Scientific studies published today in two branches of the medical journal The Lancet suggest that victims of the SARS-CoV-2 variant identified in the UK did not contract severe forms of Govit-19.
Both studies are observable, analyzing the situation of people affected by the variant designated as B.1.1.7, with one case of people at a London hospital in the United Kingdom and the other 37,000 infected with the disease reported in the British application.
In an article published in The Lancet Infectious Diseases, 341 patients admitted to University College Hospital and North Middlesex University Hospital were analyzed in November and December last year, and those affected by this variant did not become very ill, but his viral load was high.
“With 36 per cent of patients with P1.1.7, there is no evidence that there is a link between the variant and the most severe disease. Compared to 38% of those with the variant, they become seriously ill and die,” said researchers recognizing the need for further investigation.
In another study published in The Lancet Public Health, data submitted to the Govt Symptom Survey application between September and December 2020 were analyzed and cross-tested with regional genetic analyzes conducted by British health officials to determine the presence of variations. .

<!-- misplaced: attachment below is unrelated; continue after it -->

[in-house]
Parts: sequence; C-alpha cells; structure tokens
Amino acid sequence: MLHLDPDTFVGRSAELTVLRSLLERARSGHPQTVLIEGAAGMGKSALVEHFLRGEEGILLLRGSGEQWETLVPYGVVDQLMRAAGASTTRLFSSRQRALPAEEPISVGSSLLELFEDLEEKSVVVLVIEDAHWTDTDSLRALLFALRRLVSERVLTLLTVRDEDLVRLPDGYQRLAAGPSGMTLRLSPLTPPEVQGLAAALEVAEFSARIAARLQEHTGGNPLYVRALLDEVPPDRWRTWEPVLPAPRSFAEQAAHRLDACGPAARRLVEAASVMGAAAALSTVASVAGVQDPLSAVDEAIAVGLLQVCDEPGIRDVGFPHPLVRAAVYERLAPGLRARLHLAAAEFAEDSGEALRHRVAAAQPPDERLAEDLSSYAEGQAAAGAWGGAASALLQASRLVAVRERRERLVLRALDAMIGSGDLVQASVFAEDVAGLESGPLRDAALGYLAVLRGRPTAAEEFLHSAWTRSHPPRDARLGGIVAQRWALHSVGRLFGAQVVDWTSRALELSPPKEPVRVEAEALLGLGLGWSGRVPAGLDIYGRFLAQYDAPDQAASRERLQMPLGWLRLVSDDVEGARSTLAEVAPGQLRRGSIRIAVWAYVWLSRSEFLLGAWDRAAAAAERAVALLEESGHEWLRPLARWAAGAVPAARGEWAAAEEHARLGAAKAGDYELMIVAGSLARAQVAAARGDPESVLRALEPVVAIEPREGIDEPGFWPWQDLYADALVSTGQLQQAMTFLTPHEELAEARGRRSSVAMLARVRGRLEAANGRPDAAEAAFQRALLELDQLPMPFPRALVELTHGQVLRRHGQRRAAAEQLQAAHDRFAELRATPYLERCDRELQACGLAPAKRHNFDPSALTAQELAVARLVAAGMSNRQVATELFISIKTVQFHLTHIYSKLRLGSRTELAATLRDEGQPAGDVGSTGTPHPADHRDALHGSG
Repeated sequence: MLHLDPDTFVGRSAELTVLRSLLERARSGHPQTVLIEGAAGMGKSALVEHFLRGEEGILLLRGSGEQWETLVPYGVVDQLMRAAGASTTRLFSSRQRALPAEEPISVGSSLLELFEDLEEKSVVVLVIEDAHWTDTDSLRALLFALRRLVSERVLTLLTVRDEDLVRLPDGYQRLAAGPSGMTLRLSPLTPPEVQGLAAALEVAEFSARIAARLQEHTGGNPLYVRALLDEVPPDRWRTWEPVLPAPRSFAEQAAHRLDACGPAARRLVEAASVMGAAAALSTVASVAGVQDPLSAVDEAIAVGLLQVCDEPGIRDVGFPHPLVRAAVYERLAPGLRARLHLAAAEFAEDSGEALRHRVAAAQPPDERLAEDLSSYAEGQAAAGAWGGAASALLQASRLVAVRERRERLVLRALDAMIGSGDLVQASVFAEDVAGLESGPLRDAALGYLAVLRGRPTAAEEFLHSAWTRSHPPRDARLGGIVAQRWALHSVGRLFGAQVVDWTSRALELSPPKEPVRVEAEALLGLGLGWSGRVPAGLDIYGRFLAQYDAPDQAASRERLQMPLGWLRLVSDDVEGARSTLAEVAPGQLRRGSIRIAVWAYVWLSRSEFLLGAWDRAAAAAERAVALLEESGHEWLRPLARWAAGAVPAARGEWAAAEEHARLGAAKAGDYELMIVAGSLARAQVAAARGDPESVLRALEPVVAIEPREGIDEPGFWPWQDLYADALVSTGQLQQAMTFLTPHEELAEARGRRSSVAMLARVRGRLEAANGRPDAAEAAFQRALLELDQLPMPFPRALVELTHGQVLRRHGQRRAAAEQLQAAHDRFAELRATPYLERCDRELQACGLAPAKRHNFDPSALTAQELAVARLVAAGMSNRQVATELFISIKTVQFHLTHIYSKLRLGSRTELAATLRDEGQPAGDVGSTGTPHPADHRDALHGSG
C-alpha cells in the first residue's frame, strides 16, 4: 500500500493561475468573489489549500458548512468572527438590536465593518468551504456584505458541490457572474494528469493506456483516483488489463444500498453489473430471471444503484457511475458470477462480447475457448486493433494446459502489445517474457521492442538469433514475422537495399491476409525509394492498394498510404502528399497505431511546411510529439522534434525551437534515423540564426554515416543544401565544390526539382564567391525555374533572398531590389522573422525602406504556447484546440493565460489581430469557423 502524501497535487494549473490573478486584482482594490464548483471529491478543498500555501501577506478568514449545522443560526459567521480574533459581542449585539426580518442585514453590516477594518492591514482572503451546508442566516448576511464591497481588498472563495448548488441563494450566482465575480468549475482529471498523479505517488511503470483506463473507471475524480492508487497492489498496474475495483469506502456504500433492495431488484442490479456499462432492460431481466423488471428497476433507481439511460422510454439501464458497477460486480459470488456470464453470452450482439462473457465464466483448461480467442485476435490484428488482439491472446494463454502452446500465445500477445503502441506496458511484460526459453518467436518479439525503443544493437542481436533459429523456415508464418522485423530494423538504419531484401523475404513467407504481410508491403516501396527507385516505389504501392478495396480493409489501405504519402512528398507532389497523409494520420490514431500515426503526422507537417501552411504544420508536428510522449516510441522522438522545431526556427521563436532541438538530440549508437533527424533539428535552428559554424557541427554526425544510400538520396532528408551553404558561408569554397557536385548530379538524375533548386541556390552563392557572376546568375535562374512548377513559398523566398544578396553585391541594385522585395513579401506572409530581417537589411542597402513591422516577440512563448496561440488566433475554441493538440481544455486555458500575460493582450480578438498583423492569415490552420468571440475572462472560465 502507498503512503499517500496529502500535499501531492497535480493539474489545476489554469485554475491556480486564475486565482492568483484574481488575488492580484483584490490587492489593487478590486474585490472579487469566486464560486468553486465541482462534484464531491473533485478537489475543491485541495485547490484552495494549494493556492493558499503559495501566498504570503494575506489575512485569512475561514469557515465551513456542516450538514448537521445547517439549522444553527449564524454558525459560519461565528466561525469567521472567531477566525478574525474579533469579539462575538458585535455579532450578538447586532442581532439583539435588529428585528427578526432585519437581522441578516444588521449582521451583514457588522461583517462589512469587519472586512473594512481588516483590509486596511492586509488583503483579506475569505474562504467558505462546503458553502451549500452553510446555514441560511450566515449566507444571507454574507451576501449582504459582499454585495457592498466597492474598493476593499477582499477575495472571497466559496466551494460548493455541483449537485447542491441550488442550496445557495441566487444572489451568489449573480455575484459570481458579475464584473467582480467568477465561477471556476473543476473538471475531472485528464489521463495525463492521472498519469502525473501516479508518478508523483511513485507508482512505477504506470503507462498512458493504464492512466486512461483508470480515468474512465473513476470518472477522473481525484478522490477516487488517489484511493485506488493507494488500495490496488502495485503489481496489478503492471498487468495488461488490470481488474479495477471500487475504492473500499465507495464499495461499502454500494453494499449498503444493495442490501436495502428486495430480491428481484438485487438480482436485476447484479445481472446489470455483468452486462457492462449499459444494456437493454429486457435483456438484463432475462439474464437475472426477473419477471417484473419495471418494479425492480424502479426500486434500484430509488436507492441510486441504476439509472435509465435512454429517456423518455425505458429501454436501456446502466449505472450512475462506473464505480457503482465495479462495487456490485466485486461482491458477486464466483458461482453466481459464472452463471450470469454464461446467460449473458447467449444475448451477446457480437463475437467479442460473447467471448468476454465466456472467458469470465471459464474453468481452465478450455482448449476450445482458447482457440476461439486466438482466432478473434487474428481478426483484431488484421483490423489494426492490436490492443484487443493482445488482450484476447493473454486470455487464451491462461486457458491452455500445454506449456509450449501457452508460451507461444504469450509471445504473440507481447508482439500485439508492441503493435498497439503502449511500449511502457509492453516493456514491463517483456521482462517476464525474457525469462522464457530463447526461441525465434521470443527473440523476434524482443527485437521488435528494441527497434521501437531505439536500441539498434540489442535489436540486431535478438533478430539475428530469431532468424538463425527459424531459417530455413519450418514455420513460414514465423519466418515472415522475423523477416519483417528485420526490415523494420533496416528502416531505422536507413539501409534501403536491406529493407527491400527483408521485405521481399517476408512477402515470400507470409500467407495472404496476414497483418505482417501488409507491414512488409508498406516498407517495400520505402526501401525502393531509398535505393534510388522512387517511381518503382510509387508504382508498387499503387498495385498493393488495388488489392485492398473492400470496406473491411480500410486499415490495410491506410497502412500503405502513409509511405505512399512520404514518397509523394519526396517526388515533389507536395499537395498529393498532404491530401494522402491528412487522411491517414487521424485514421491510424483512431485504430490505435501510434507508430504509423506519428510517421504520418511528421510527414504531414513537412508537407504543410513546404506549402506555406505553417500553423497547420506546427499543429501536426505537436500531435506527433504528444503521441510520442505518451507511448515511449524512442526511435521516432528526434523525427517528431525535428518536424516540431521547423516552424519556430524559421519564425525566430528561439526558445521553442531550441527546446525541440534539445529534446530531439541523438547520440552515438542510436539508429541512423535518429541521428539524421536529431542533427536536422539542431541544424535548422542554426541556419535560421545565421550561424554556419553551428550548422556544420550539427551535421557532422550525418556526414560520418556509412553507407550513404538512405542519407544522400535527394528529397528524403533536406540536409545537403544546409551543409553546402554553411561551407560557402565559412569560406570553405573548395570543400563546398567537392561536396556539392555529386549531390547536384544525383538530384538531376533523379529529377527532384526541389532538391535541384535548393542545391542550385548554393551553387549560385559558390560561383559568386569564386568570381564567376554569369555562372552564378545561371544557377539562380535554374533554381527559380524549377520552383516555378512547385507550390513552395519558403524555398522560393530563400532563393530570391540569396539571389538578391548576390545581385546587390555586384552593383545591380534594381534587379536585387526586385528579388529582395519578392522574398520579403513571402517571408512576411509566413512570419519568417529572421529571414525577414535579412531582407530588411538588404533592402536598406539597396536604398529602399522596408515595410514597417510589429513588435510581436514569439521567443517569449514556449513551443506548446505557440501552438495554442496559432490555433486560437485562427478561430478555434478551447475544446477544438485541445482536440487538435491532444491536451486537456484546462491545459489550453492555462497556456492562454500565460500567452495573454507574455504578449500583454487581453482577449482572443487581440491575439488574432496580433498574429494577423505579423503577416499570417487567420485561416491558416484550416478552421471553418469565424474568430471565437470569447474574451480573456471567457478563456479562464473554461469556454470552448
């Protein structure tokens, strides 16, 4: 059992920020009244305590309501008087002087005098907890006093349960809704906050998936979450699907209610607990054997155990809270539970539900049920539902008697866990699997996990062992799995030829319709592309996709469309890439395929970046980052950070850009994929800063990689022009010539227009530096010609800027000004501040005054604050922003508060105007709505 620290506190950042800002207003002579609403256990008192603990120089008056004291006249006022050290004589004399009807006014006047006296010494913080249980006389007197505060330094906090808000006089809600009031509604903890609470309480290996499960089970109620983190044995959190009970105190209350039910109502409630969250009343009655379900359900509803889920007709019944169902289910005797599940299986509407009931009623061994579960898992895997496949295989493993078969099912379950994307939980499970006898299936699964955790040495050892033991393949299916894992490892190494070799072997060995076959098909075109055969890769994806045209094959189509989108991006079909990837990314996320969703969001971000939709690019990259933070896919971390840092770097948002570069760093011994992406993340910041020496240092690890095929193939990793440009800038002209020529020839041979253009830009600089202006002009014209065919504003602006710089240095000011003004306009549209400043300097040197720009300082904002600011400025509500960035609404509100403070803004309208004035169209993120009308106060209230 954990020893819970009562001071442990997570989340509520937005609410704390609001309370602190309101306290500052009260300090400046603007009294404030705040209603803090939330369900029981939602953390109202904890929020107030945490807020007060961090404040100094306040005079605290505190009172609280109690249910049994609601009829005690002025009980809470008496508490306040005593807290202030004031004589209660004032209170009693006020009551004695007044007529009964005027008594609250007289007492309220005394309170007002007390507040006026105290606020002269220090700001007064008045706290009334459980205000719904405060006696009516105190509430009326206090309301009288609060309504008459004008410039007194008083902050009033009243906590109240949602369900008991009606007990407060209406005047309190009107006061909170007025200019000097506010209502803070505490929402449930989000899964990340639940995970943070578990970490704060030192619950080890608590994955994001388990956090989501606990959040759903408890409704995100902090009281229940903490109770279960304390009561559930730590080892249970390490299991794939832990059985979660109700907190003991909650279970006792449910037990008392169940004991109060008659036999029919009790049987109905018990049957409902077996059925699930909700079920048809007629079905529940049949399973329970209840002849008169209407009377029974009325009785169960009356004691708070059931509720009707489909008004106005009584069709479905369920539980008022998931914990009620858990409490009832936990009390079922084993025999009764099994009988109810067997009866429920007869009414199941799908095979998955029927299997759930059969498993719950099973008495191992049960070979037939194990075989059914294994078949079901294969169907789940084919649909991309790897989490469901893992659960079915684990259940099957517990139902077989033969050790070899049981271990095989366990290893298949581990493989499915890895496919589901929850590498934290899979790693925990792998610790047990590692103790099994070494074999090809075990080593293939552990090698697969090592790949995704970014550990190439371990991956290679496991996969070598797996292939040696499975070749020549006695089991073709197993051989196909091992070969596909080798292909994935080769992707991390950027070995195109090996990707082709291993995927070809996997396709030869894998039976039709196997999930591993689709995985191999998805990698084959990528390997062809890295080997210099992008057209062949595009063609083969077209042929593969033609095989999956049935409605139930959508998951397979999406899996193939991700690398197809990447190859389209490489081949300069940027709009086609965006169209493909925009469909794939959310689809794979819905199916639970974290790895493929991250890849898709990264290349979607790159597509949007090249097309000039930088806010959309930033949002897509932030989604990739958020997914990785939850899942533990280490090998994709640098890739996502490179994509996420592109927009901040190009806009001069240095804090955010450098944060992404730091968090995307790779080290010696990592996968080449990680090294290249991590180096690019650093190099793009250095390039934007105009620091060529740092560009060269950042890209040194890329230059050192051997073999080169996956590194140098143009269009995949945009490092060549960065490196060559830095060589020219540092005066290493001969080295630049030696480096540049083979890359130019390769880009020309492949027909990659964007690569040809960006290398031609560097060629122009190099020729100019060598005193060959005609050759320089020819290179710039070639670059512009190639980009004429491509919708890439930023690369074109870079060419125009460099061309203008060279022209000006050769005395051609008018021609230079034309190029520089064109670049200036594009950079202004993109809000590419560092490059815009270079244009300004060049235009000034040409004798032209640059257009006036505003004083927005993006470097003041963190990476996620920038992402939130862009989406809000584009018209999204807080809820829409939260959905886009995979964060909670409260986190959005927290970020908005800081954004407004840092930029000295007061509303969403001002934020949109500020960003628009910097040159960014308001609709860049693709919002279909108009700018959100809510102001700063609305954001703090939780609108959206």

The researchers concluded that “the analysis revealed that there were no statistically significant correlations between the P.1.1.7 ratio. Between the regions and the symptoms that the population had.”
In addition, the proportion of individuals with chronic cases of Govt-19 with persistent symptoms did not change in the presence of variability.
However, the authors concluded that the Transmissibility Index (Rt) was 1.35 times higher than the P1.1.7 variant.
Britta Jewel, a researcher at Imperial College, commented that “contributes to the consensus of p.1.1.7.” The rapid increase in cases in the UK and the large number of vacancies contributed to the large increase in transfers. ‘In European countries with more cases’.
In Portugal, the incidence of variance found in the UK is 82.9%, according to data released today by health officials, but in Algarve it currently represents 94% of cases.